ExaGear is an x86 emulator for ARM computing devices. In the past we posted about ExaGear as together with WINE, it was an affordable solution that allowed Windows SDR apps to run on ARM devices like the Raspberry Pi 3. With ExaGear and WINE we were able to get Windows only SDR programs like Unitrunker, WinSTD C, DSD+, MultiPSK, PC-HFDL, Orbitron and Sondemonitor to run smoothly. In another previous post, DE8MSH was also able to use ExaGear to get Speclab running on his Raspberry Pi 3.
Unfortunately it appears that ExaGear is to be discontinued from February 28 onwards although they note that all previously purchased licences will continue to work. No reason has been given other than noting that it is their business decision. For now the downloads and ability to purchase licences is still active until February 28, so if ExaGear was a product you were interested in, you have just over a week to obtain it.
As John notes, running SDR software from within a virtual machine essentially freezes a working version of your setup in a virtual image. It's then possible to put the image on a memory stick and take your entire working software setup with you and run it on another PC. Using a fixed image then also avoids problems with OS updates breaking things, as updates can be safely turned off on the virtual machine. Any damage from viruses is localized to the virtual machine only.
During his research John found many people who have been running Linux from within a virtual machine running on Windows, but not the reverse. Originally he tried running a Windows VM from within Windows, but he experienced crashes. Only when using Linux as the base OS was his Windows VM stable.
In his setup he runs Fedora 26 as the base Linux OS (although other Linux versions should also work), and Windows 7 in the Virtual Machine. He uses Oracle VirtualBox as the virtualization software. Once Windows 7 is installed on the Virtual Machine, setting up software like SDR# is as simple as going through our quickstart guide.
There is a great advantage to running SDR decoder apps on a single board PC like a Raspberry Pi 3. For example instead of committing a whole PC to become a dedicated decoder, a cheap Pi 3 can be used instead. However, unfortunately many decoder apps are written for the x86 CPU architecture and/or Windows, making them impossible to run on ARM and/or primarily Linux devices like the Raspberry Pi 3.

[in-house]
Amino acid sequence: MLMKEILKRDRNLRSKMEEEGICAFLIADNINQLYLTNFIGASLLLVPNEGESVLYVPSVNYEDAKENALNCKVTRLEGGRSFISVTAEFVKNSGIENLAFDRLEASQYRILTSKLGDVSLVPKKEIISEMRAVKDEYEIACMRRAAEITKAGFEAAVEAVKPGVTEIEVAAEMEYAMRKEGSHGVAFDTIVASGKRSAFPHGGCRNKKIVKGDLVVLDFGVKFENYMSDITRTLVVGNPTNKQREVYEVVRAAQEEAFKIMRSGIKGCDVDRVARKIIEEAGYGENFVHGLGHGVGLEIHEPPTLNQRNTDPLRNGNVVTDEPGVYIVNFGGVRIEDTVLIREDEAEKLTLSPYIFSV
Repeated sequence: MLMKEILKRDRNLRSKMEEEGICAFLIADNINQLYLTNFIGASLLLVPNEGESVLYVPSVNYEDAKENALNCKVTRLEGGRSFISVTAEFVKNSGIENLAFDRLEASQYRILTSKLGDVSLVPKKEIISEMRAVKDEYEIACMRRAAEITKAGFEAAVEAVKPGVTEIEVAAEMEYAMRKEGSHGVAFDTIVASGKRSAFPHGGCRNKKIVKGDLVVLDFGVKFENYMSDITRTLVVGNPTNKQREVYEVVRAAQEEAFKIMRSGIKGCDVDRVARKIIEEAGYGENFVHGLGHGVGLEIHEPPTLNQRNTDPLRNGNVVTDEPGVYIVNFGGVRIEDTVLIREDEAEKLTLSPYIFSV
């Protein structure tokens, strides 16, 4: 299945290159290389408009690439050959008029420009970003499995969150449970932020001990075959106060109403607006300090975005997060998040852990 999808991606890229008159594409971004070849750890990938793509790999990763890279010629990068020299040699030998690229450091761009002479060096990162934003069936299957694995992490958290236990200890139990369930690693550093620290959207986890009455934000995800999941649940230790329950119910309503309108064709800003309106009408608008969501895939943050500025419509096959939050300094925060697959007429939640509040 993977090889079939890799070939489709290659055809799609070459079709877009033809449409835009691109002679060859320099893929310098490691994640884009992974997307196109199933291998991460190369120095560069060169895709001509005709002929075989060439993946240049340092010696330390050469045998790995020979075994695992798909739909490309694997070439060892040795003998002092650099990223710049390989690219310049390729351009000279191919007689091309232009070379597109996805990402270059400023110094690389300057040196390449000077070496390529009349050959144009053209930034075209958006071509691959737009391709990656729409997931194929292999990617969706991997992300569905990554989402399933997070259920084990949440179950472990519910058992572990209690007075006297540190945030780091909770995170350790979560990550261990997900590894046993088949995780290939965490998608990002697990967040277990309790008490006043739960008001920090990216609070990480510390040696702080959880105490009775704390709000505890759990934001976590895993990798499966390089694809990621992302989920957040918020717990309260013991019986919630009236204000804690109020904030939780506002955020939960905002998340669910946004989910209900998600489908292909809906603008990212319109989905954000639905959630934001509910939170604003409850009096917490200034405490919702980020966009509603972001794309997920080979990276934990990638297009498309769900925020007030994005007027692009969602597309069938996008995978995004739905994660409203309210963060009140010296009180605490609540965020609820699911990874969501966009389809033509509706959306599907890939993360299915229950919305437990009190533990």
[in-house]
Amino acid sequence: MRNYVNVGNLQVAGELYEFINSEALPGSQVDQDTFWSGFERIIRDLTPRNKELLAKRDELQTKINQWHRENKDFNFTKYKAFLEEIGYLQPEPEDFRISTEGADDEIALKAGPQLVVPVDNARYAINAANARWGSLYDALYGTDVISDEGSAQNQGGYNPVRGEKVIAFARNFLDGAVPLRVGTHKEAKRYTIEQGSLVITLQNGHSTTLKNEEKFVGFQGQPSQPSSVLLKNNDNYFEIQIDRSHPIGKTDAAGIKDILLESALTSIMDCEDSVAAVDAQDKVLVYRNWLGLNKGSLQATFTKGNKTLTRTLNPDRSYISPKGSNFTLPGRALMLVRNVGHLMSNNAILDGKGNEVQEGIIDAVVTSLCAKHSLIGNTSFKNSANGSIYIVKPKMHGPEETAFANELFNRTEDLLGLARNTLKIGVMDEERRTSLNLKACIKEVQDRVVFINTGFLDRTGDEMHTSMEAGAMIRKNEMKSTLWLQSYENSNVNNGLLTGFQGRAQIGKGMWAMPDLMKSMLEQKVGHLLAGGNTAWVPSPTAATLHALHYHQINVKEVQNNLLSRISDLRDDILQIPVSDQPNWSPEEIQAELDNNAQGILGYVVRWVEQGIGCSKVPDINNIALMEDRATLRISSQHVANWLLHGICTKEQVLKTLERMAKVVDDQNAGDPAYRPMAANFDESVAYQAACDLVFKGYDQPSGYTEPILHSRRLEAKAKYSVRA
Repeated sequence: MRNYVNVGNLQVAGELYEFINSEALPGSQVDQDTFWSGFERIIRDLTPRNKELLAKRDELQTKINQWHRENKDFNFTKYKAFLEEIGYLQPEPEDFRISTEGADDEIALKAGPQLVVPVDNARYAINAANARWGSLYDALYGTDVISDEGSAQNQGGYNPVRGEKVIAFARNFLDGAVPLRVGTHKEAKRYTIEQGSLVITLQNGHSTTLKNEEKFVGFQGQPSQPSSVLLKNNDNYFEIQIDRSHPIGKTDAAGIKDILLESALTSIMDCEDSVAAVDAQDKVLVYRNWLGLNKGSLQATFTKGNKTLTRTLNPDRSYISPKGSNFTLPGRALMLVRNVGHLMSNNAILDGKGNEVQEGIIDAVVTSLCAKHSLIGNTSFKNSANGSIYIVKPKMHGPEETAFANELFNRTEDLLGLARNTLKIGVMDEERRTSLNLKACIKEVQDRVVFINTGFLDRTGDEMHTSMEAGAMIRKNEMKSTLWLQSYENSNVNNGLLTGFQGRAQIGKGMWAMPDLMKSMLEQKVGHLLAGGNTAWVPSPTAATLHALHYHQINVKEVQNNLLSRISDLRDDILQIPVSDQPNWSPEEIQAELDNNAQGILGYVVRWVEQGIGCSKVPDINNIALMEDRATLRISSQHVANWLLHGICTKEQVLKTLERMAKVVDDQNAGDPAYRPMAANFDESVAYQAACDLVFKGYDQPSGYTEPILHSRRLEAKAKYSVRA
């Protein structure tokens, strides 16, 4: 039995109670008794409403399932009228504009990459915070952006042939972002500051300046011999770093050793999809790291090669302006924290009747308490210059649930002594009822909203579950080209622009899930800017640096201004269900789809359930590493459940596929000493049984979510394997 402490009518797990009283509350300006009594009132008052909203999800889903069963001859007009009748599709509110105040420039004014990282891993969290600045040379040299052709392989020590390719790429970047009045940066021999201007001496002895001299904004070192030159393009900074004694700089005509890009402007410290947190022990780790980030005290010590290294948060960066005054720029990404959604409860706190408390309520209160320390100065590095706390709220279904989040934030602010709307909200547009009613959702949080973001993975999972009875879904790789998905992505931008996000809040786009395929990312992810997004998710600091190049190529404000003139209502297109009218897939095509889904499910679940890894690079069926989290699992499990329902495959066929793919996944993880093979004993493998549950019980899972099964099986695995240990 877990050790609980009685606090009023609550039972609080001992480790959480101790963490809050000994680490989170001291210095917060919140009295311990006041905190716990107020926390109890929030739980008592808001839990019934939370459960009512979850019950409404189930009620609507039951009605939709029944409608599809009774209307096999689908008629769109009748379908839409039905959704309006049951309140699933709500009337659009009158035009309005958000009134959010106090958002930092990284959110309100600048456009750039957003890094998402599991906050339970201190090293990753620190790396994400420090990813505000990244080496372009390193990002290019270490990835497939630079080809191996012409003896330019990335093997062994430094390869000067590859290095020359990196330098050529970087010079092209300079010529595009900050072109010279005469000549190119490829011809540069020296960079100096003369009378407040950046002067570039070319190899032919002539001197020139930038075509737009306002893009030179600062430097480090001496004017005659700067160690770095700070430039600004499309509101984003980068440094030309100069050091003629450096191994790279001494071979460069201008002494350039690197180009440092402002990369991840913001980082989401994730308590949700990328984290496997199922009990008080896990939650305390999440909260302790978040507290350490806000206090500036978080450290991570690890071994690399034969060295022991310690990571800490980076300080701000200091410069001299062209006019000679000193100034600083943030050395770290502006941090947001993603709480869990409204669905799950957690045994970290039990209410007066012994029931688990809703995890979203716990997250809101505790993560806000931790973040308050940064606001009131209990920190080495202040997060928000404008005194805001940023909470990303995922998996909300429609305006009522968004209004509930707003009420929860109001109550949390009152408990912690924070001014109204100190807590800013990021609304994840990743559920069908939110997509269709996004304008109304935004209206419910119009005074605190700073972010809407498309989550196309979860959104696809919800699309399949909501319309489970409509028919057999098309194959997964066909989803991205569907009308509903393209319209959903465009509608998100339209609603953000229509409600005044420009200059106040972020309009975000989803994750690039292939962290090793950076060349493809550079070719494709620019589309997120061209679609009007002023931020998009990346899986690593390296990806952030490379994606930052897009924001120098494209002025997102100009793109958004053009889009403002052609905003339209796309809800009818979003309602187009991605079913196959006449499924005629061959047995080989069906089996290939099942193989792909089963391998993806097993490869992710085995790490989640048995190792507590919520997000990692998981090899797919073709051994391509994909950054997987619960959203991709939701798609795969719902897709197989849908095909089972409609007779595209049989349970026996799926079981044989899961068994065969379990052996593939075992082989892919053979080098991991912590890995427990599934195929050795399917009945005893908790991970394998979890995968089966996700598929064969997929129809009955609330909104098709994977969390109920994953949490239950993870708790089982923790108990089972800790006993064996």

That is unless you use an emulator combination like Eltechs Exagear and Wine. Exagear is an emulator that emulates an x86 environment on a device like a Raspberry Pi 3 which uses an ARM CPU. Wine is a Windows compatibility layer that allows you to run x86 Windows apps on an x86 Linux installation. So by combining Exagear together with Wine it is possible to run Windows apps on ARM Linux devices.
Exagear is not free (although there is a free trial). It currently costs $22.95 USD for a Pi 3 licence, and $16.95 USD for a Pi 2 licence and $11.45 for a Pi 1/Zero licence. They also have versions for Odroid, Cubieboard, BananaPi, Jetson and many other ARMv7 and ARMv8 devices like the super cheap and powerful Orange Pi’s. There are free alternatives out there like QEMU, however when we tested QEMU it was far too slow on the Pi 3 to even run notepad responsively, let alone a decoder. Exagear on the other hand seems to run apps at near native speeds, without much lag at all. So in this respect the price seems to be worth it.
We decided to test the Exagear + Wine combination on a Pi 3 and were successful in running a number of apps including Unitrunker, WinSTD-C, WXtoImg, DSDPlus, PC-HFDL, MultiPSK, Orbitron and Sondemonitor.
Trunking setup with Unitrunker on a Raspberry Pi 3
With Unitrunker we were able to set up a full trunk tracking system using two RTL-SDR dongles, rtl_fm, rtl_udp and a custom script to control rtl_udp.
In the future we may put up a full double checked tutorial with images, but for now a roughly written tutorial is presented below. The tutorial is fairly involved and assumes decent Linux experience. The tutorial starts from a fresh install of Raspbian.
The basic idea of operation is based around the fact that the RTL-SDR cannot be used directly within Wine (or so it seems). So the control signal audio is routed from rtl_fm running on one dongle into Unitrunker on Wine using alsa loopback. Then we use the old Unitrunker remote.dll method to generate a sdrsharptrunking.log file which is a text file that contains the current frequency that the voice receiver should tune to. A simple shell script continuously reads this file and extracts the frequency, and then commands an instance of rtl_udp running with the second dongle to tune to that frequency.